If you don’t like the idea of taking care of a yard or being separated from your neighbors by that yard, then you already have two reasons to look into buying a condo instead of a house. You can likely think of several other reasons on your own, but before you sign paperwork to complete your purchase of a condo, do yourself a favor and reach out to Tully Rinckey law to learn more about common legal issues to think about when purchasing a condo.
Get To Know the Board Members
The condo association’s board members will hold a lot of sway in how you feel about your condo and building, and you need to know their professional backgrounds. Doing so goes a long way in providing you with peace of mind, so familiarize yourself with the decisions board members made in the past and why.
Learn the Bylaws and Declarations Inside and Out
How the building grounds are maintained, the description of available units, how condo association fees are used and leasing arrangements are all found in the condo bylaws and declarations. Carefully and thoroughly read over the bylaws and declarations, and don’t hesitate to ask a legal professional like Tully Rinckey or board members about anything that you don’t understand. You don’t want to think a bylaw means one thing while in actuality it means something completely different. Do what you can to sidestep and avoidable disaster.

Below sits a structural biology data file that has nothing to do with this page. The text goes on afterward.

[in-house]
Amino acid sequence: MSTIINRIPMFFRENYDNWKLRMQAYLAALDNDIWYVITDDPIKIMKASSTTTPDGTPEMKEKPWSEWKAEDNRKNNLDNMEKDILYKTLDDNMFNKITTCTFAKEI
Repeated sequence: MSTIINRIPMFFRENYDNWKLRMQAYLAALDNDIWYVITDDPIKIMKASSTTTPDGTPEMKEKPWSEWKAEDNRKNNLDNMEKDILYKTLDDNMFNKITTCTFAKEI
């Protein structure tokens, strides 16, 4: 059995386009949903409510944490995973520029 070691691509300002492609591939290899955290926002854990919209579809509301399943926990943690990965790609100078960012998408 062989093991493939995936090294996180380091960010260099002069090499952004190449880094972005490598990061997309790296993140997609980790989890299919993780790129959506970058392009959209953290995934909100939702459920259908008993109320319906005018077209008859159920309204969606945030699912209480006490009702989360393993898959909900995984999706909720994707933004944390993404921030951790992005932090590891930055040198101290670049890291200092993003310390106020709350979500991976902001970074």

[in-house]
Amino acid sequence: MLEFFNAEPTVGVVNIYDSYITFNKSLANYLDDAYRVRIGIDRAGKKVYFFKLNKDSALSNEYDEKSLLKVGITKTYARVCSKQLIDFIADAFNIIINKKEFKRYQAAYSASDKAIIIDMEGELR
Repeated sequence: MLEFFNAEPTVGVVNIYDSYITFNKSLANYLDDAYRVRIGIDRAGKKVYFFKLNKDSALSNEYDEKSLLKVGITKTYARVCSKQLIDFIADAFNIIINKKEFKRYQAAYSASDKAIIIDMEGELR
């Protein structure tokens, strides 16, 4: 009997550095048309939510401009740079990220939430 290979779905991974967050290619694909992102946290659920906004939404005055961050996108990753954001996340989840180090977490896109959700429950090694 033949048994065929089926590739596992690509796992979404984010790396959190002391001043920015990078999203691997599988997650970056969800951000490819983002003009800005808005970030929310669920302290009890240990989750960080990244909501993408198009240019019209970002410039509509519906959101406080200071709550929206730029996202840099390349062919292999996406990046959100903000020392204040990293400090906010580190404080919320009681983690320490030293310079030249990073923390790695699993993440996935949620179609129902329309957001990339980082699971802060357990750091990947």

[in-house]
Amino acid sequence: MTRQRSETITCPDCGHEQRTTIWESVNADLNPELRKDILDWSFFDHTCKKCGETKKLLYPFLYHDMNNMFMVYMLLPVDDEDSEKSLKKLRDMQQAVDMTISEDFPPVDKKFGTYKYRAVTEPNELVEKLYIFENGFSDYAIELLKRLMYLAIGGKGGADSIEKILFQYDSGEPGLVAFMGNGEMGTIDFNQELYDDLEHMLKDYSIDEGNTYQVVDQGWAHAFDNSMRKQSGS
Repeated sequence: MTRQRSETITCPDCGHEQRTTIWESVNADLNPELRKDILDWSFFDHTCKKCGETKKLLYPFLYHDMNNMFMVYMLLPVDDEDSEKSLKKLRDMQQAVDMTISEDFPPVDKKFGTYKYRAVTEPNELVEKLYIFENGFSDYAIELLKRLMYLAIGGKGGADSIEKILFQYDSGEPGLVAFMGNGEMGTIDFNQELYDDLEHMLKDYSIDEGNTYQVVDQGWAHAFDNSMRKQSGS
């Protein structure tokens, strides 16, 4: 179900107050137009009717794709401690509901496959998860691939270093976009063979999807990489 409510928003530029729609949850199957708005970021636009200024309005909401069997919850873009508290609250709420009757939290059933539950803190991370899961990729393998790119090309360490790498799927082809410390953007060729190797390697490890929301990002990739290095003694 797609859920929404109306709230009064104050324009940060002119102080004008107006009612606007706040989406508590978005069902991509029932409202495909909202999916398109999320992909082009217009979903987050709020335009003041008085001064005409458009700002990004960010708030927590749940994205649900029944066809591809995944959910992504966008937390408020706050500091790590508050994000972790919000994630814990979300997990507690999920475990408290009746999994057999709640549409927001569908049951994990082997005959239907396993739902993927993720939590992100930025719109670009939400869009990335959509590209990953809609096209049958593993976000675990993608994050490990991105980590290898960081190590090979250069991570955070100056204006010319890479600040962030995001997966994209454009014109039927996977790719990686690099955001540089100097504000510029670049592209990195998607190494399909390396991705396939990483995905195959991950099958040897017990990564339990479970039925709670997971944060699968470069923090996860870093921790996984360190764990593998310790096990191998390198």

Ask About Litigation
As you’re learning more about condo association board members, don’t be afraid to inquire about past legal issues the board may have come up against. If litigation has cropped up in the past, find out why and how the issue was handled. Even if you’re not the one to raise a legal issue in the future, that issue could impact you, and you need to know whether the board will stumble its way through the proceedings or resolve problems as fairly and quickly as possible.
Look Over Financial Reports
Be sure that the board knows how to manage money before giving them any of yours. Ask for financial reports, and as you’re glancing over them, what you want to look for is how much is in the reserve fund, the current operational budget, the most recent balance sheet, and the expense and income statements. The board should also have a yearly review of its total expenses and net income.
Know What Monthly Fees You’ll Be Expected To Pay
One of the most important things to realize when it comes to monthly condo association fees is that they can change. Do your current and future budget a favor and inquire as to whether the current monthly fee amount will likely go up or down in the future. That way, you’ll have a better idea of how to plan your finances in the future and avoid nasty financial surprises.
While having a condo could be a good fit for your lifestyle and desires related to homeownership, you need to know exactly what you’re getting into. Consult with an attorney regarding the legal implications so you can make a well-informed final decision.